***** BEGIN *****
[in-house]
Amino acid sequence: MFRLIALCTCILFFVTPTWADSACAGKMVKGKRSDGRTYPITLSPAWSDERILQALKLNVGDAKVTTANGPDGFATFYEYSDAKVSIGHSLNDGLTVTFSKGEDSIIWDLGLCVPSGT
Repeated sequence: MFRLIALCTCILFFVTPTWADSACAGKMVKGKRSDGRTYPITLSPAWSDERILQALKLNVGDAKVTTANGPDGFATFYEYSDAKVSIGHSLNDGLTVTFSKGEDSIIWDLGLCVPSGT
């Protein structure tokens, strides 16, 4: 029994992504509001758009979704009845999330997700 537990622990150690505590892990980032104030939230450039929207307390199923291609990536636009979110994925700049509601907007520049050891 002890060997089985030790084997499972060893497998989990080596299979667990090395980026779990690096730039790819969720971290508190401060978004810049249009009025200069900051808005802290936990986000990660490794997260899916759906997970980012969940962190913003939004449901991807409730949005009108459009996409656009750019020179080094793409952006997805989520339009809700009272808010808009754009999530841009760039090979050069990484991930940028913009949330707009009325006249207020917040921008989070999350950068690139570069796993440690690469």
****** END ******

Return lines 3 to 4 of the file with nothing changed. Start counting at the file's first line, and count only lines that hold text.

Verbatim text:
Repeated sequence: MFRLIALCTCILFFVTPTWADSACAGKMVKGKRSDGRTYPITLSPAWSDERILQALKLNVGDAKVTTANGPDGFATFYEYSDAKVSIGHSLNDGLTVTFSKGEDSIIWDLGLCVPSGT
């Protein structure tokens, strides 16, 4: 029994992504509001758009979704009845999330997700 537990622990150690505590892990980032104030939230450039929207307390199923291609990536636009979110994925700049509601907007520049050891 002890060997089985030790084997499972060893497998989990080596299979667990090395980026779990690096730039790819969720971290508190401060978004810049249009009025200069900051808005802290936990986000990660490794997260899916759906997970980012969940962190913003939004449901991807409730949005009108459009996409656009750019020179080094793409952006997805989520339009809700009272808010808009754009999530841009760039090979050069990484991930940028913009949330707009009325006249207020917040921008989070999350950068690139570069796993440690690469």